We replaced the tired, worn and downtrodden runner on the front stairs at the Stephens House yesterday, which isn't a huge deal. But I though I'd point it out because you're not supposed to notice.
It's industrial grade (heavy traffic), light (the foyer is a little dark sometimes) and complements the beautiful oak of the stair itself. But it doesn't yell, "look at me, I'm the carpet," as some do. That's intentional.
The new runner came from Chariton's Interiors & More Home Center and was installed by Josh Schilling with a little logistical support from Ashley Schneider.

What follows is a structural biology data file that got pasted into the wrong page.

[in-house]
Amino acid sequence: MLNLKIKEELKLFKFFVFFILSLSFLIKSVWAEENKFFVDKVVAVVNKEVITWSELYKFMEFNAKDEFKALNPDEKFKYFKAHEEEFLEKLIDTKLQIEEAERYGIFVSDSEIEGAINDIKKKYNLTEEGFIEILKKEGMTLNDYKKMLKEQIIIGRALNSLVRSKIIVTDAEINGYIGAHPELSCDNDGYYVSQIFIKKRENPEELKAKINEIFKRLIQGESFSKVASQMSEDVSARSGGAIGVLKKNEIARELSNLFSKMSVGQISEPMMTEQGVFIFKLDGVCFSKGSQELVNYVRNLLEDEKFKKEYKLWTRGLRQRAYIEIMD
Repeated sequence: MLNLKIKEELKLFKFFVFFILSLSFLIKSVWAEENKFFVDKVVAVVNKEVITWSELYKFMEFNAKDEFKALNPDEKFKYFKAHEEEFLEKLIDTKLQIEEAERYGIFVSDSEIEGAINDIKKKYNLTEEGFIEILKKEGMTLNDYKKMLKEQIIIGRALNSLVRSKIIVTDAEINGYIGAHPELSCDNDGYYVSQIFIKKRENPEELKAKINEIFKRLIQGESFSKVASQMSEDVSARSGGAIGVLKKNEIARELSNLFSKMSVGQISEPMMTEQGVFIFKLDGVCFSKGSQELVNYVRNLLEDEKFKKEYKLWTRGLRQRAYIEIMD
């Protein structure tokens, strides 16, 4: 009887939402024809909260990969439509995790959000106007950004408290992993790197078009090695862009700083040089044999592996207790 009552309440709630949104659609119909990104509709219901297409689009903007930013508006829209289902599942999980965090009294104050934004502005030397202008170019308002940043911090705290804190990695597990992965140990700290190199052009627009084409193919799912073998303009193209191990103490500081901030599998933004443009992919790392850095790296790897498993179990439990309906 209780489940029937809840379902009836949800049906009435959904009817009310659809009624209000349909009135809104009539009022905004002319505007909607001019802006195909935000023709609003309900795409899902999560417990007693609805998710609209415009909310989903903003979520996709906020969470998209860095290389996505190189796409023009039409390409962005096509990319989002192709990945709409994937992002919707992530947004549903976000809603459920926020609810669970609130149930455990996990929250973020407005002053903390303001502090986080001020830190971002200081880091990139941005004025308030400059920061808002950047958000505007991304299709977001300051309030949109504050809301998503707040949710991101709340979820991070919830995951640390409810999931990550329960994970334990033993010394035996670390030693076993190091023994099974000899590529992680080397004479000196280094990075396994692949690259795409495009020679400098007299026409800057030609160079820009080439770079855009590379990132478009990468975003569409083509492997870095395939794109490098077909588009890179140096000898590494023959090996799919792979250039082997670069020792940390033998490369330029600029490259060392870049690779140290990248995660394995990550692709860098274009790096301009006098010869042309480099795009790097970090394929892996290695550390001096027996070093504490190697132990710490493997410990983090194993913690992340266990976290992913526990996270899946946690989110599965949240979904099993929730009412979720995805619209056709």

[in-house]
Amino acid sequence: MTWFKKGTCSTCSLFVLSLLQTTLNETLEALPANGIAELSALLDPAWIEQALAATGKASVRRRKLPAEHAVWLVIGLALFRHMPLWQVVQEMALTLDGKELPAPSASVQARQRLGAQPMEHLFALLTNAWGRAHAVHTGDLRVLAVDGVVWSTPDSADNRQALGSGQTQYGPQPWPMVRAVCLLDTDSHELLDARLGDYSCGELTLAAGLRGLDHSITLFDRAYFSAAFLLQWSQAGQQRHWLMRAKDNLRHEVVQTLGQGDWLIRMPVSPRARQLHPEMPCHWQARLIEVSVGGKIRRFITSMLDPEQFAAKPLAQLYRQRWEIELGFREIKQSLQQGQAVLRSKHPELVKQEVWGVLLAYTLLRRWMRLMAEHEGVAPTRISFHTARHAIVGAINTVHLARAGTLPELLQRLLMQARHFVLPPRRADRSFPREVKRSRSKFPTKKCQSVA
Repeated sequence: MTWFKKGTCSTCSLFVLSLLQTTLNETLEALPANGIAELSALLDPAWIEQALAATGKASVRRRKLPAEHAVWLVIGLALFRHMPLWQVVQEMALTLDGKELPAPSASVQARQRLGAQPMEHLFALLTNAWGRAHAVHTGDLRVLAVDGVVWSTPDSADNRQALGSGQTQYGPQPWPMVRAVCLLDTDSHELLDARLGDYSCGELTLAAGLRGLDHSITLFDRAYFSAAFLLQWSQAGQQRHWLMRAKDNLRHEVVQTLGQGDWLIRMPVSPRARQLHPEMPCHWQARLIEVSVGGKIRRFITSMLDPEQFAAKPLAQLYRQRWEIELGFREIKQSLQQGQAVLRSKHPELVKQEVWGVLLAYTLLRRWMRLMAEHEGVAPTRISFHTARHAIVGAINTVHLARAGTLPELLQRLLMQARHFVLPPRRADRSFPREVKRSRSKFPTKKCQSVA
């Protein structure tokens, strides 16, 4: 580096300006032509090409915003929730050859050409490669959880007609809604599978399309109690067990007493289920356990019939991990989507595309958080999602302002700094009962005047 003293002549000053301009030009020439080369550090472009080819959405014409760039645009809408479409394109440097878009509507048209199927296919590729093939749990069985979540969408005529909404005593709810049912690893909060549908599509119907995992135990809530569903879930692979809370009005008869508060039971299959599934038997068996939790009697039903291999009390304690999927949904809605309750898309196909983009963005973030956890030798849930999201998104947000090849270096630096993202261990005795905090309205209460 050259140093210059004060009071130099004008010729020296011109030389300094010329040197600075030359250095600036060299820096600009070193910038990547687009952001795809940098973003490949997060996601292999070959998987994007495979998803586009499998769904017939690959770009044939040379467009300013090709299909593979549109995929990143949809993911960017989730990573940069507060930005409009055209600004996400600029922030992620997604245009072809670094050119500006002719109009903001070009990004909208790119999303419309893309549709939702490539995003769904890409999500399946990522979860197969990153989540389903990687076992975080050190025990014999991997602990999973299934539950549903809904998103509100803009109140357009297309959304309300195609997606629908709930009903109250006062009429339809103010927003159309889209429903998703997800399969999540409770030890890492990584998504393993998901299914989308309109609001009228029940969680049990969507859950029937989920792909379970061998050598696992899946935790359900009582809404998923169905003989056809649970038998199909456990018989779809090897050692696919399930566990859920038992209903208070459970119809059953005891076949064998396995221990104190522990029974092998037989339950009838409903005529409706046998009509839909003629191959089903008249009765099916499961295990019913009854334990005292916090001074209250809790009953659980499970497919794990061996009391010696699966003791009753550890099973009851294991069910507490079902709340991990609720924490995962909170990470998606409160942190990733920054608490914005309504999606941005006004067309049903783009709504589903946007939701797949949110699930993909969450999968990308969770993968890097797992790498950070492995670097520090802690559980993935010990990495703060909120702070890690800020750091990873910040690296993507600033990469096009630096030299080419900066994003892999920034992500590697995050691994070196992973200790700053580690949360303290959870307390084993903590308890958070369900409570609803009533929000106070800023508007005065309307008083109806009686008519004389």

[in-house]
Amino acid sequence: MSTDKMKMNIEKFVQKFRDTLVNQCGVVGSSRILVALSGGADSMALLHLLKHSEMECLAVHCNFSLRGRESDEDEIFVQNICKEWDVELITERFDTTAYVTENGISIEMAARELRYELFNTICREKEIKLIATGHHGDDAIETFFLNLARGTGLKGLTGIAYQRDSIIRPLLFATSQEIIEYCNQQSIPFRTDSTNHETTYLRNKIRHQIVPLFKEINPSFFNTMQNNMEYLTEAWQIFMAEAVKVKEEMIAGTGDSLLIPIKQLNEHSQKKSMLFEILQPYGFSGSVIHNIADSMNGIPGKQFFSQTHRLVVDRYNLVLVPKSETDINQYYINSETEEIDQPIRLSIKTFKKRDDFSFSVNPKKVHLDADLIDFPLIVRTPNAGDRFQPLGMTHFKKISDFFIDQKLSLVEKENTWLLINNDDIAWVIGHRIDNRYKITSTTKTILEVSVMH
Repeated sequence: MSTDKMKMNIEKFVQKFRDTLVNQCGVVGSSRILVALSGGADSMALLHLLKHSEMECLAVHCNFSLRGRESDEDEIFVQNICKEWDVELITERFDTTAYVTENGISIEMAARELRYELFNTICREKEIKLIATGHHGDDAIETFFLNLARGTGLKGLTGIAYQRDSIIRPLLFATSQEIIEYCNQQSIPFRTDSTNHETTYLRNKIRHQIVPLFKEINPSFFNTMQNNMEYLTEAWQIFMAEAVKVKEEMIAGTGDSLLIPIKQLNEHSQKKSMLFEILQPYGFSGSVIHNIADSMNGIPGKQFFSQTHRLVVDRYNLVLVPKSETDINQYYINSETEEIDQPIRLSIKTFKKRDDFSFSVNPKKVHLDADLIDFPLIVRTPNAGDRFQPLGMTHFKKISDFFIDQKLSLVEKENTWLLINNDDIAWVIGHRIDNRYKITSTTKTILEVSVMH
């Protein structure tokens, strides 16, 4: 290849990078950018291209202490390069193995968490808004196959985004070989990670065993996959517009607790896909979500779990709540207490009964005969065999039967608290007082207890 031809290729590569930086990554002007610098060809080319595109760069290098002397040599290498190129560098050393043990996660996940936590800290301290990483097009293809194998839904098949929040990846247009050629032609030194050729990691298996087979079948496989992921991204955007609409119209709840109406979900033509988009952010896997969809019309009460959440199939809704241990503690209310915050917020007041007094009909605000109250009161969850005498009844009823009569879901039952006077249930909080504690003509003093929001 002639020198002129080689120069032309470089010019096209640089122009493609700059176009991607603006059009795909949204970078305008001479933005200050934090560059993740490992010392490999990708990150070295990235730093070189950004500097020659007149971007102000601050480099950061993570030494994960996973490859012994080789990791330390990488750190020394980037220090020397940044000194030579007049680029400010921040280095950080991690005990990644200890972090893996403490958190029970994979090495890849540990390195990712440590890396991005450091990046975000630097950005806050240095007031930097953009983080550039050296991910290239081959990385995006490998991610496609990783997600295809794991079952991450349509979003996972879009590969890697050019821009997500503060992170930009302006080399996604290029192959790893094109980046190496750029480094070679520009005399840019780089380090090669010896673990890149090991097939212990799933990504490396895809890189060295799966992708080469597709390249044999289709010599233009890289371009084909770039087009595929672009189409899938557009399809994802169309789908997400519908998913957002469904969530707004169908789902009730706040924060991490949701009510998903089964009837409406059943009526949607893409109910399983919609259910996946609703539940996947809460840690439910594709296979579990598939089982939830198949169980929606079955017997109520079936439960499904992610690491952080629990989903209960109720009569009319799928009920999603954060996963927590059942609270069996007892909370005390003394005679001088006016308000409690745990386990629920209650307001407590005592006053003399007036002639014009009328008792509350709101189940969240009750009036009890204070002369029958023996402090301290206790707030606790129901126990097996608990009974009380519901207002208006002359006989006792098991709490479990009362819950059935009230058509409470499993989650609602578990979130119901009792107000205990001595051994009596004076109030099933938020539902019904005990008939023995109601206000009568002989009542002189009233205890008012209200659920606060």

So far as we know, the old runner was put into place as part of the historical society's mid-1960s restoration. It was wine-colored and very badly worn (I've complained about it for a couple of years, others rose to protest its sheer tackiness this spring).
According to one story, the original runner arrived at the museum second-hand from First United Methodist Church. I've not seen the proof on that one, however. But if so, that would make it some of the oldest surviving carpet in Lucas County, practically an artifact in itself (sorry, it wasn't saved).
We discovered beautifully preserved wood under the old runner. Unfortunately, bare wood can be slippery and something of a hazard, so parts of it were covered up again.
We also discovered something about the staircase that I'd not noticed before. The treads on the second flight, from landing bay to upstairs hall, are quite a bit wider than the treads of the first flight. I wonder why.